Five Lessons Learned from Eating Dog Food
Nine years ago, Alison and I embarked on a culinary adventure. For the entire month of March, we ate only Evermore and ingredients found within the food (with exceptions for coffee and wine). We committed to one solid bowl of dog food a day—streamed as a “live feed” on our website. In homage to Morgan Spurlock’s Super Size Me documentary, we named the project Evermore Me.
Evermore Me was initially borne out of a certain amount of frustration. We were working tirelessly to put out an amazing product that was light-years ahead of other offerings but were constantly finding ourselves eclipsed by larger companies tossing around marketing jargon that diminished the value of terms like “human-grade.” In what can be described as sitcom logic, we decided that the best way to prove the value of our food would be to eat it ourselves.
We put out a press release on PR Web in early February. Nothing could have prepared us for the media tsunami that ensued. It started off with a blog post in the Poughkeepsie Journal, next a call from the NY Daily News, then a radio interview with NYC AM station 1010 WINS. As the radio segment was airing, I received a phone call at 9 am. The familiar voice on the other end turned out to be Jeanne Moos from CNN. Could she do a segment featuring us? Great, she’d be at our office in half an hour. Very few moments in the history of our company produced quite as much anxiety and scrambling—to get our home-office (and selves) ready for national television. The resulting segment aired nationwide and ran repeatedly throughout the month. Kathie Lee even ate our food on the Today Show (washing it down with wine and forgetting to mention our brand). All of this happened before March even began...
I think back to Evermore Me a lot; after all that might be my fifteen minutes of fame. Here are a few lessons from the experience:
1. Be Prepared
It’s one thing to have a great idea to get your brand out in front of the media. Being prepared for your idea to actually succeed would seem like a natural extension of this. In retrospect, we were not in the best position to capitalize on all the attention. We hadn't yet launched for wider retail distribution and didn’t even have an online store. There were so many inquiries from potential customers from all over the country, but we had no way to sell them our products.
2. Not Everyone Will “Get it”
If you have a well-crafted press release, many media outlets will pretty much just print it verbatim. Our PR made it very clear that the focus of Evermore Me was to demonstrate our ingredient quality and integrity as a company, not to sell dog food specifically for human consumption. A few publications missed the nuance. One even tried to stir mommy blog controversy by insinuating that, because of us, children might think that it’s okay for them to eat their dog’s food. (Honestly, if that food is Evermore, it is—though no young child should ever be allowed close to a dog’s food dish.)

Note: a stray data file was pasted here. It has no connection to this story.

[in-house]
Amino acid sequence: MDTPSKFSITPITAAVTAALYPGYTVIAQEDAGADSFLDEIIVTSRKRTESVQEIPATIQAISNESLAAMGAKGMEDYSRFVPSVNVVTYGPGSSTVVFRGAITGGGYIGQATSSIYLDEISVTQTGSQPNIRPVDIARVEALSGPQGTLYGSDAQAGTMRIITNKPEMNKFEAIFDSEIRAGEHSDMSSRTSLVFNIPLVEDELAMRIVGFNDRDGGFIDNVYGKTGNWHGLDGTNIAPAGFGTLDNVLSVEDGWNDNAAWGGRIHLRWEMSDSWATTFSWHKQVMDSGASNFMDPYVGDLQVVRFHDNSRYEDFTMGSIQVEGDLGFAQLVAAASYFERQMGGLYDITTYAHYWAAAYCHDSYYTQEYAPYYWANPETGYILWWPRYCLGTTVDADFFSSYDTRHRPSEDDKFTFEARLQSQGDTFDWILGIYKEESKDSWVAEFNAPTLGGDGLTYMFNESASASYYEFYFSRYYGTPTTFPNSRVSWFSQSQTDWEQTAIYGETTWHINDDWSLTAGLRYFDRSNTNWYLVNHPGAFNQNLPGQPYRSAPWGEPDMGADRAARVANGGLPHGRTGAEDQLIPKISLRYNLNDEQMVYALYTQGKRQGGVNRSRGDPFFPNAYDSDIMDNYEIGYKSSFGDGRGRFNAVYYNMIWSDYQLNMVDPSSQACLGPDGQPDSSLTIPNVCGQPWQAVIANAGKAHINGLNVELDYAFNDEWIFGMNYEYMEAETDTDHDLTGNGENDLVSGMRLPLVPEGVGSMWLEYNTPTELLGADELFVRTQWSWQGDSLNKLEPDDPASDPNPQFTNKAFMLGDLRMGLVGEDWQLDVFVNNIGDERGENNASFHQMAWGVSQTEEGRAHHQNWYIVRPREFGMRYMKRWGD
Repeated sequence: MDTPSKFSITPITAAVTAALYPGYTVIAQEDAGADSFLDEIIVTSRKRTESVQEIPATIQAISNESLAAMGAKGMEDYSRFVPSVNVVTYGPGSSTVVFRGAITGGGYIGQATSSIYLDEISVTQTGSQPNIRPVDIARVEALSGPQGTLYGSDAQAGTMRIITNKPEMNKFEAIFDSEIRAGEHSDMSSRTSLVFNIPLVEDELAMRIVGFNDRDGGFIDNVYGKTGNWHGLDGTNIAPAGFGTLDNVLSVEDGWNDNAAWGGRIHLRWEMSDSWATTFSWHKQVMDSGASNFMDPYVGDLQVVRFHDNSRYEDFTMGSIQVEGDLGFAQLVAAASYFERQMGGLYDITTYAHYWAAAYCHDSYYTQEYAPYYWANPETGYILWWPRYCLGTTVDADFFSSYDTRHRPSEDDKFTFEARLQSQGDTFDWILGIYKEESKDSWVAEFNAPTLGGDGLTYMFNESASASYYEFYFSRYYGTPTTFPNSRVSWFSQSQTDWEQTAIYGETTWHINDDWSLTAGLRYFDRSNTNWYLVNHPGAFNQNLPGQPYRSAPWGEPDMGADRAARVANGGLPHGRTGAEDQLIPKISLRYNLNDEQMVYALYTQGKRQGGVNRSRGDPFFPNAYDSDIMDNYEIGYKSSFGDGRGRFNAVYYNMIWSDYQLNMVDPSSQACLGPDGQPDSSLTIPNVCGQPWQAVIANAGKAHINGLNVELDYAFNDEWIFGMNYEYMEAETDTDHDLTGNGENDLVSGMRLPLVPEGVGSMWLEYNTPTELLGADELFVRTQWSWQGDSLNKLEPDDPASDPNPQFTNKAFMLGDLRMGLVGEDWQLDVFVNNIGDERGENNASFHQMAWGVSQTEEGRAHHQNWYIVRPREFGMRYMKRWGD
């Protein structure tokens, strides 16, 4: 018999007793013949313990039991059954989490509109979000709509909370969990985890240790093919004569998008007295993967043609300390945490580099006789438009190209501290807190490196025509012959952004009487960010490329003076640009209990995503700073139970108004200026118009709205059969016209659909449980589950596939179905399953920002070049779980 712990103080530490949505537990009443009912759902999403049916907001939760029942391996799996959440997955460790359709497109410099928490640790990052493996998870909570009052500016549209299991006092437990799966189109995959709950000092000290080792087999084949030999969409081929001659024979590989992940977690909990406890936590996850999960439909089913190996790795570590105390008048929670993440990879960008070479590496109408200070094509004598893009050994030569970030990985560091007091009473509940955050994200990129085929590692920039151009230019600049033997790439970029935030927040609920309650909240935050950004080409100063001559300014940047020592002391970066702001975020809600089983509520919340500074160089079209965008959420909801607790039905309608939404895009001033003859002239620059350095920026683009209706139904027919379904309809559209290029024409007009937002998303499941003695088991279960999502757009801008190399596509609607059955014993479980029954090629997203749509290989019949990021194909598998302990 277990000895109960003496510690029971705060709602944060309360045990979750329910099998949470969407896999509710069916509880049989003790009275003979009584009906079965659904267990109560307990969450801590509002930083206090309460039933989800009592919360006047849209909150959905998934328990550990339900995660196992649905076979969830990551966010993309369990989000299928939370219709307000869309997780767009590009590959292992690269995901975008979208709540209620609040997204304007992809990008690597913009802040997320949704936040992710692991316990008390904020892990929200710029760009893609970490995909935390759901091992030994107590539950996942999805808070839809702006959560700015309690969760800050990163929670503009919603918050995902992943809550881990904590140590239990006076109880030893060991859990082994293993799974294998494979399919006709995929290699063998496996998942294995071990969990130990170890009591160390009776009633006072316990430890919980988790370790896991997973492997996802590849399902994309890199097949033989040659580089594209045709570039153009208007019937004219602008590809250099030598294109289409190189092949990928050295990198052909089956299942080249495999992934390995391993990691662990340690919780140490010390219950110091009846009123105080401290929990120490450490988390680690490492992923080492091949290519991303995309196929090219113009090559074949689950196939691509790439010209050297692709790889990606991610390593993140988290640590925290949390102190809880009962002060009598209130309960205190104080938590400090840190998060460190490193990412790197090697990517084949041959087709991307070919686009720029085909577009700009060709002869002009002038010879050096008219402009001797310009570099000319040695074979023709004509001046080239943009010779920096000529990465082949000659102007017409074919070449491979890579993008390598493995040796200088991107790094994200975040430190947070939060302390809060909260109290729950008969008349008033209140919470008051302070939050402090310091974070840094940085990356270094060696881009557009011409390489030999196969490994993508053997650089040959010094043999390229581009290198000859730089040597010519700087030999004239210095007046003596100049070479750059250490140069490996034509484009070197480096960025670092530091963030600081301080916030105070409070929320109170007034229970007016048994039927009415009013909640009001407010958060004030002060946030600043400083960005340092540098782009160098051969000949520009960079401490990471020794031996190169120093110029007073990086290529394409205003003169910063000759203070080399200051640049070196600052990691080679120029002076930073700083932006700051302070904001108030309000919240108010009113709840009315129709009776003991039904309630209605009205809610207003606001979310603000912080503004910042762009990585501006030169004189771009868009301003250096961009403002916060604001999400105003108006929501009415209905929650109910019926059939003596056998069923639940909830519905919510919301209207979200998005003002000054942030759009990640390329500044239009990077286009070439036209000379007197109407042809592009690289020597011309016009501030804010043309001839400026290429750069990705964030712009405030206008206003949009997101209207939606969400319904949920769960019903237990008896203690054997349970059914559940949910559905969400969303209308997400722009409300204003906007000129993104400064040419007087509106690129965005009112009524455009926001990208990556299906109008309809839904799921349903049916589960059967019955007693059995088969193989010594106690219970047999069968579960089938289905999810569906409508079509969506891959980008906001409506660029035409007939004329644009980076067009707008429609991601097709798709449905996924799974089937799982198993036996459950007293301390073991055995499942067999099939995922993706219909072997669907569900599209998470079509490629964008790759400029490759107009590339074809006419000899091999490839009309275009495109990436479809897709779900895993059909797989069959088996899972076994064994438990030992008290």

3. Always Check the Camera
This may seem vain, but images do have a way of permanently living on the internet. We’ve generally had great experiences, but when one newspaper sent a photographer over who (to put it nicely) failed to capture a decent shot, the result was a photo in the NY Daily News (below, left) that makes me cringe to this day. Since everyone uses digital cameras, it’s very easy to look over what’s been captured—which we did for our Edible Brooklyn pic (below, right). It’s important to be in control of feeling comfortable with which images become part of public record. This is also germane to the next lesson.
4. Don’t Read the Comments (or Do So with Thick Skin)
Everyone knows anonymity of the internet is a breeding ground for poor behavior. Even inoculated with this knowledge, I was not prepared for the sting of all of the off-color, misogynistic, and downright mean comments that cropped up everywhere. To be fair, the very nature of the project armed the trolls with pretty easy pickings. We still can't figure out which of us is a ringer for Andy Samberg.
5. The Evermore Diet Is Actually Pretty Great
Full disclosure, I really dislike the taste of liver so it was a process getting to appreciate the flavor of Evermore. A little salt and hot sauce go a long way. Over the course of the month, we both slimmed down considerably, but in a completely healthy way. I also saved a ton of time and money, meal planning became much more efficient, and grocery shopping was a breeze. The culinary parameters of such limited ingredients forced me to become more versatile in the kitchen.
In fact, looking at my post-winter waistline and post-holiday wallet, it might be time to give the dog food diet another go. Want to join me? Stay tuned for original Evermore Me recipes like delicious Sweet Potato Pancakes and Nut-Free Granola Bars throughout the month!